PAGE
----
Insight 2/2023: The use of employment-based share issue for Finnish unlisted companies widens based on recent case law

The Finnish Supreme Administrative Court (SAC) has recently given two favourable decisions regarding non-listed companies’ share incentive plans in the form of employment-related share issue (ITA 66 a §; työsuhteeseen perustuva henkilöstöanti). Under the regime, non-listed companies may issue shares to their employees at a discounted subscription price (using the mathematical value of the shares as the subscription price) without triggering taxable income for the employees provided that certain criteria are met. For instance, the benefit must be available to the majority of the personnel (>50%) which means that the eligibility criteria must be set objectively and equally between the employees.

In the first case (SAC:2023:65), the SAC confirmed that the number of shares to be issued to employees could vary based on duration of employment as it did not constitute preference or discrimination against a particular employee or group of employees provided that no group of employees was entitled to subscribe only a nominal number of shares.

The second case (SAC:2023:66) concerned an employment-related share issue where employees were entitled to different numbers of shares based on their employee category determined by the company based on the employee’s role and contribution to the company. In the advance ruling phase, the Tax Administration had considered the share issue taxable to two leadership group members, but the company never appealed against this part of the decision to the Administrative Court and this part of the decision remained as final. In the final phase the SAC considered that the issued shares could be divided between the employees based on an assessment made by the company when no employee group could subscribe only a nominal number of shares. Although the share issue was considered as taxable to two leadership group members (because this part of the ruling was not appealed against), this did not “taint” the whole share issue, i.e., the share issue for the other employee groups was still tax free.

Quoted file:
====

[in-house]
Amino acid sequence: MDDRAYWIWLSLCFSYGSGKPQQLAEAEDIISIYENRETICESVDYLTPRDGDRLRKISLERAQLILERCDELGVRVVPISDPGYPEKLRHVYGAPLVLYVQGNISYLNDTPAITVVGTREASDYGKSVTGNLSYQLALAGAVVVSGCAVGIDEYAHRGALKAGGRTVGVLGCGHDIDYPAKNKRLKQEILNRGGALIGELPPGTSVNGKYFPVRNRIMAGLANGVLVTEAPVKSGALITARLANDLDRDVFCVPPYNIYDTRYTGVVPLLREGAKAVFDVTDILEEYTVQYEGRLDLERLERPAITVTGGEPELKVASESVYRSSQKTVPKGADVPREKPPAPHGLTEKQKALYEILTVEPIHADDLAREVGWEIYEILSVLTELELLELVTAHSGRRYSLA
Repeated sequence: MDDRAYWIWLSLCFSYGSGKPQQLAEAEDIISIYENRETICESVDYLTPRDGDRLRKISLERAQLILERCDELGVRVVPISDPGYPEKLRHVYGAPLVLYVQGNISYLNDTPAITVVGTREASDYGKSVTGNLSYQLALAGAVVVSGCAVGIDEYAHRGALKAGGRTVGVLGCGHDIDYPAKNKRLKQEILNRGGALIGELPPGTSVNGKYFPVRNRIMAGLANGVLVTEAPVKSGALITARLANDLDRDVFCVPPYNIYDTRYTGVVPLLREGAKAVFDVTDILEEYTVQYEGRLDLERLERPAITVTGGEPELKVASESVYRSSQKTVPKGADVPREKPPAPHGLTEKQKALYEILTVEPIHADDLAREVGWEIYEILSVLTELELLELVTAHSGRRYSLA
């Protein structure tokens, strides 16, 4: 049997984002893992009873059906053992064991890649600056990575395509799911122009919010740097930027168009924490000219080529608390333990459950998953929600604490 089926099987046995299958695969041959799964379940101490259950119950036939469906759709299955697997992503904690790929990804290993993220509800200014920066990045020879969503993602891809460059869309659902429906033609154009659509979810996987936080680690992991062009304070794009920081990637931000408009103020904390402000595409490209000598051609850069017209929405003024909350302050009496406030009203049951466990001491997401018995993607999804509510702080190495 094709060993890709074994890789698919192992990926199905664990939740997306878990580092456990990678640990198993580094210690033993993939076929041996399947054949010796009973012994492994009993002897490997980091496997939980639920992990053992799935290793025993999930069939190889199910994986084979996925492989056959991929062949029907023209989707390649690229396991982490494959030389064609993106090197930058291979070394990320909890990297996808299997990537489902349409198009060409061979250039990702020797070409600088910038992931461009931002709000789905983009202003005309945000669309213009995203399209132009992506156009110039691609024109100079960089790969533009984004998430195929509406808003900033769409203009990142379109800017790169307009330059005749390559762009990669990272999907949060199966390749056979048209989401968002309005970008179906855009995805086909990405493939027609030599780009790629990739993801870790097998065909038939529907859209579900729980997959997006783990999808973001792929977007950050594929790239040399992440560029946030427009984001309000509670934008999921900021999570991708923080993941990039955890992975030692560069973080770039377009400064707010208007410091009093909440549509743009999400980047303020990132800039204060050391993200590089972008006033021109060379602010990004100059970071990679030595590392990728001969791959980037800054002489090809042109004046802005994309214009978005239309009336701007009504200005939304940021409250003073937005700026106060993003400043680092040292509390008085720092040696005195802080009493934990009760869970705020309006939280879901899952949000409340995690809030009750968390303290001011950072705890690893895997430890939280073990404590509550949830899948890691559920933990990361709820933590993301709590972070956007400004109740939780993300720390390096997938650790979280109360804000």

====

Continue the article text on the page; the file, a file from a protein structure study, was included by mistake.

As there has not been much case law regarding employment-related share issues, these decisions provide welcome clarification on the permitted criteria for allocating shares between different groups of employees. Read together with previous case law and draft legislation, different number of shares can be issued to employees based on the employee’s role, gross salary, duration of employment or other assessment criteria determined by the company, provided that the criteria are not discriminatory in nature or lead to some groups receiving only nominal number of shares. This makes employment-related share issues a relevant alternative when considering share incentive plans for non-listed companies.

For more information, please contact Sebastian Kellas and Antti Leppänen.